NOTE: All FPL numbers and thresholds are based off 100% FPL. For instance, 200% FPL for an individual is $23,340 (11,670 x 2); in other words, it’s twice the 100% FPL of $11,670. See below for other calculation methods to help you figure out your exact % of FPL.
NOTE: Federal Poverty Guidelines themselves are based on Gross Income, not Modified Adjusted Gross Income (MAGI). However, cost assistance in the Marketplace is based on Modified Adjusted Gross Income. As a result, you should use your Modified Adjusted Gross Income when referencing the FPL chart above for the purposes of the ACA. For other assistance programs, you’ll need to check whether you use Gross Income, Adjusted Gross Income, or Modified Adjusted Gross Income.
2014 POVERTY GUIDELINES – ALASKA
|Persons in Household||Poverty Guideline
|For families/households with more than 8 persons, add $5,080 for each additional person.|
2014 POVERTY GUIDELINES – HAWAII
|Persons in Household||Poverty guideline
|For families/households with more than 8 persons, add $4,670 for each additional person.|
2013 Federal Poverty Guidelines – 48 Contiguous States & DC
Below are the 2013 Federal Poverty Guidelines used to calculate Premiums caps, Premium Tax Credits (PTC), Cost Sharing Reduction subsidies (CSR), and Medicaid eligibility for 2014 (that open enrollment season was Oct 1st, 2013 – March 31st, 2014). If you are doing your 2014 taxes for the 2015 tax season, you’ll refer to the 2013 guidelines below:
|For each additional person, add||$4,020||$5,347||$5,548||$6,030||$8,040||$12,060||$16,080|
2013 Federal Poverty Guidelines – Alaska
|For each additional person, add||$5,030||$6,690||$6,941||$7,545||$10,060||$15,090||$20,120|
2013 Federal Poverty Guidelines – Hawaii
|For each additional person, add||$4,620||$6,145||$6,376||$6,930||$9,240||$13,860||$18,480|
What Do They Mean By “Household Size”?
For most families, household size is 1 (for yourself) plus the number of people that you can claim as dependents on your income tax return. This may include children, parents, or other relatives who qualify as dependents on your tax return. Children of divorced parents are counted as the family of the parent who claims them as a dependent (even if the other parent has to pay for the child’s health insurance). Do not include children who earn enough to support themselves – and thus are no longer eligible as dependents – even if they still live at home or are included in your family’s health insurance plan.
What Does Income Include?
Expected 2014 gross income (before taxes) includes wages, tips, net profit from self-employment, interest, rental income, other investment income, most pensions, social security payments, and alimony. This will be the amount called “Modified Adjusted Gross Income” (MAGI) shown on your tax return: line 4 of Form 1040EZ, line 21 of 1040A, or line 37 of form 1040. If your only income is from a job, it is the number shown in box 1 of your W2 form. Include income of all dependents (for example, a child’s summer earnings or a dependent’s social security) even if they filed a separate tax return.
Federal Poverty Guideline Facts
Obamacare used the 2013 Federal Poverty Guideline values, published in January 2013, for the whole of 2014. For 2015, you’ll use the 2014 Federal Poverty Guideline values.
The official Federal Poverty Level Guidelines are released each January and are based on the “Federal Poverty Threshold” data for the previous year. The FPL guidelines are updated yearly.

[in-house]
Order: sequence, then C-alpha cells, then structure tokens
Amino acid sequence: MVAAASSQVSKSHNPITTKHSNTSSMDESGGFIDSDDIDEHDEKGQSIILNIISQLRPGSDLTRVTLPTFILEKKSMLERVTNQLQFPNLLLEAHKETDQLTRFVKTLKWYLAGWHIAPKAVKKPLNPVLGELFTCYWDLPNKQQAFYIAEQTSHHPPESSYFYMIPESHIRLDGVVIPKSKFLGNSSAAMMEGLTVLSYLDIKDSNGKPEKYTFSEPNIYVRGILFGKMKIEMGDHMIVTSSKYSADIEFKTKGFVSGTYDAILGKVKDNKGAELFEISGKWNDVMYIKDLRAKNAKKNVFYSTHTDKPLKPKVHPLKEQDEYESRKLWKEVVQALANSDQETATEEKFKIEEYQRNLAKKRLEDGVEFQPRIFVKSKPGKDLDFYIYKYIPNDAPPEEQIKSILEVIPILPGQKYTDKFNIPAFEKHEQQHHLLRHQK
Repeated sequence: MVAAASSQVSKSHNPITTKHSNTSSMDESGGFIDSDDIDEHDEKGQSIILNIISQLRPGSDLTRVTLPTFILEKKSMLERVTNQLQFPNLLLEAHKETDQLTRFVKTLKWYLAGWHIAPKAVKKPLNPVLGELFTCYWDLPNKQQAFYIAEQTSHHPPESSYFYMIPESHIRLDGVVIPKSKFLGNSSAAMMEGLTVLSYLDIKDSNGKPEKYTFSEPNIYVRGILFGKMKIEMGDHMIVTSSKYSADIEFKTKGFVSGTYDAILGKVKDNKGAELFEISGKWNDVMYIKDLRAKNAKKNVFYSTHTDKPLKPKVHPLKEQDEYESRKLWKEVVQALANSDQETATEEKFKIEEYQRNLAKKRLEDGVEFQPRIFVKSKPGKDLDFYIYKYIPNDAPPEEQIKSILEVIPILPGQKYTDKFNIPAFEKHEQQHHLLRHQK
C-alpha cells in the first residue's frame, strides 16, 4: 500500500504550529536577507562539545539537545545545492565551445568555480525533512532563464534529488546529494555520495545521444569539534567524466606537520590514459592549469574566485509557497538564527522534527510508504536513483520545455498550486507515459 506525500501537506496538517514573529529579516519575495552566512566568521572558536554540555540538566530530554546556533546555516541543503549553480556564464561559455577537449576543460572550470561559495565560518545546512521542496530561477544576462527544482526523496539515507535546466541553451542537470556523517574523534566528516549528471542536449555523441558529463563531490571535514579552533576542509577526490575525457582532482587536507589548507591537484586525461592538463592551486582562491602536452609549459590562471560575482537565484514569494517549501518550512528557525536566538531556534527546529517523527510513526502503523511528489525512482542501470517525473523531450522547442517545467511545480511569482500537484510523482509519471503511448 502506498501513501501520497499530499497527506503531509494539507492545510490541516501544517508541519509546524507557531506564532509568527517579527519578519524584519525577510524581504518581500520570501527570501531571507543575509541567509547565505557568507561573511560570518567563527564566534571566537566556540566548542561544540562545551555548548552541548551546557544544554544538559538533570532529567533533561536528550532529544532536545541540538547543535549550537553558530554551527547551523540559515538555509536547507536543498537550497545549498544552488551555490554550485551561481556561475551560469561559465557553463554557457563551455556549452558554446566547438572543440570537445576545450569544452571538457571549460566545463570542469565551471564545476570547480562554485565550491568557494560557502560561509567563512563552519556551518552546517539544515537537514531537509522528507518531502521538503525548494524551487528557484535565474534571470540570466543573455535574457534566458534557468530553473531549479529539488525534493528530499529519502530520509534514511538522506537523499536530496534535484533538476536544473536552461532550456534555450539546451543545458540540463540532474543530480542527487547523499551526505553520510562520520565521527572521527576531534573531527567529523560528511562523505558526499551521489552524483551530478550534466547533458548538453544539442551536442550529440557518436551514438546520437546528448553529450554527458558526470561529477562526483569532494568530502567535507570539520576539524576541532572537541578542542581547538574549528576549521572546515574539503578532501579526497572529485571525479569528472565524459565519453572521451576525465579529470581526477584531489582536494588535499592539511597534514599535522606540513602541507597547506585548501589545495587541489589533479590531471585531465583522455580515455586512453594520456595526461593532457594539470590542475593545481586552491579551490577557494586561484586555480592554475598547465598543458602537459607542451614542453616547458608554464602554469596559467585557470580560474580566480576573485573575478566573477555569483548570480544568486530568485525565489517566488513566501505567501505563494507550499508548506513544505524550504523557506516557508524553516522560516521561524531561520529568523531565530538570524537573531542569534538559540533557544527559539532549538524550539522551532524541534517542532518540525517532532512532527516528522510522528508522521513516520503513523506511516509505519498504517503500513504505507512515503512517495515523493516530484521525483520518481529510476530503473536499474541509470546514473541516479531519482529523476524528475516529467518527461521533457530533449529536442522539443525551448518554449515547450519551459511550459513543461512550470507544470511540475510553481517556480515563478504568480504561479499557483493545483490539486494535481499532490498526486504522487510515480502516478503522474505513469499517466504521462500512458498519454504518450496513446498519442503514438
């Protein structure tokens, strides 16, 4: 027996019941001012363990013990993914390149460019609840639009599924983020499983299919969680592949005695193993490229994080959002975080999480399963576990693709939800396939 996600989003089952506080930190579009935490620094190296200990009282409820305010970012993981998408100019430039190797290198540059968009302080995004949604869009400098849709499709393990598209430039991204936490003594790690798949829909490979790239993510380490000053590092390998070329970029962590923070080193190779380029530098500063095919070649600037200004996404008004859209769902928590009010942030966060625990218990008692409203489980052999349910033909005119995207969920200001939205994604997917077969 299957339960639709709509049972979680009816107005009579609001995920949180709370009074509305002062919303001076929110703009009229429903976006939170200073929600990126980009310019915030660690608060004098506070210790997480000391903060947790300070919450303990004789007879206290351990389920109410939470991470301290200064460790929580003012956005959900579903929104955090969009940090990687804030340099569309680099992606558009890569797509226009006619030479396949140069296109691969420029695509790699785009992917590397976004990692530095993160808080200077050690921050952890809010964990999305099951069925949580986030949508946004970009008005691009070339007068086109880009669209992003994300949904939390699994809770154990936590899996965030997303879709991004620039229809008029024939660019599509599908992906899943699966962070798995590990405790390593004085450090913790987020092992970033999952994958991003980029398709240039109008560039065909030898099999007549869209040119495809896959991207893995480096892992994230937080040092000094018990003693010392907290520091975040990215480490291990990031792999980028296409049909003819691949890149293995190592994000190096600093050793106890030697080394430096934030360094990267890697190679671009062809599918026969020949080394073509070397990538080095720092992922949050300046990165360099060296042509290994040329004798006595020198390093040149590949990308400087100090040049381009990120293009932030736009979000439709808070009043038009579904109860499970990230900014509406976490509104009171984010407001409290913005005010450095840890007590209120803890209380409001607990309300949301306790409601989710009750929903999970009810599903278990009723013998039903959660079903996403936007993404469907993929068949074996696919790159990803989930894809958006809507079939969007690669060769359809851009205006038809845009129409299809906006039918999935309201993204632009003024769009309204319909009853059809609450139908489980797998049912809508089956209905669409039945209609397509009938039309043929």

How are Federal Poverty Levels Calculated?
For the purposes of understanding what subsidies you’ll get, a simple way to calculate where you stand on the Federal Poverty Guidelines is to divide your families expected MAGI (Modified Adjusted Gross Income) by the 100% federal poverty level dollar amount for your household size, and then to multiply the outcome by 100.
NOTE: if you don’t expect your income to change much, simply base your MAGI on last year’s tax returns. If you are trying to figure your FPL percentage for another assistance type unrelated to the Affordable Care Act, use AGI or GI when appropriate.
EXAMPLE: In 2015, for a family of 4 making $95,400, using the 2014 base 100% FPL level $23,850:
$95,400 ÷ $23,850 = 4
4 x 100 = 400
which is 400% FPL
We strongly suggest simply using the charts above. Your cost assistance will be calculated automatically when you apply for the Health Insurance Marketplace. You can also use this Federal Poverty Level Calculator from safetyweb.org.
What Else are Federal Poverty Levels Used For?
According to HHS, Federal Poverty Guidelines are also used for:
- Department of Health and Human Services:
- Community Services Block Grant
- Head Start
- Low-Income Home Energy Assistance Program (LIHEAP)
- PARTS of Medicaid
- Hill-Burton Uncompensated Services Program
- AIDS Drug Assistance Program
- Children’s Health Insurance Program
- Medicare – Prescription Drug Coverage (subsidized portion only)
- Community Health Centers
- Migrant Health Centers
- Family Planning Services
- Health Professions Student Loans — Loans for Disadvantaged Students
- Health Careers Opportunity Program
- Scholarships for Health Professions Students from Disadvantaged Backgrounds
- Job Opportunities for Low-Income Individuals
- Assets for Independence Demonstration Program
- Department of Agriculture:
- Supplemental Nutrition Assistance Program (SNAP) (formerly Food Stamp Program)
- Special Supplemental Nutrition Program for Women, Infants, and Children (WIC)
- National School Lunch Program (for free and reduced-price meals only)
- School Breakfast Program (for free and reduced-price meals only)
- Child and Adult Care Food Program (for free and reduced-price meals only)
- Expanded Food and Nutrition Education Program
- Department of Energy:
- Weatherization Assistance for Low-Income Persons
- Department of Labor:
- Job Corps
- National Farmworker Jobs Program
- Senior Community Service Employment Program
- Workforce Investment Act Youth Activities
- Department of the Treasury:
- Low-Income Taxpayer Clinics
- Corporation for National and Community Service:
- Foster Grandparent Program
- Senior Companion Program
- Legal Services Corporation:
- Legal Services for the Poor
NOTE: Not all assistance programs use Modified AGI (MAGI) to determine assistance. See each program for income and other eligibility requirements.
What are Federal Poverty Thresholds?
The poverty thresholds are the original version of the federal poverty measure. They are updated each year by the Census Bureau. The thresholds are used mainly for statistical purposes — for instance, preparing estimates of the number of Americans in poverty each year. In other words, all official poverty population statistics are calculated using the poverty thresholds — not the guidelines.
You will use the Federal Poverty Level Guidelines to calculate your cost assistance on the Health Insurance Marketplace.
What are Federal Poverty Guidelines?
The Federal Poverty Guidelines are a simplification of the poverty thresholds used for administrative purposes — for instance, determining financial eligibility for certain federal programs. They are issued in January of each year in the Federal Register by the Department of Health and Human Services (HHS).
What Is the Federal Poverty Level for 2014 – 2015?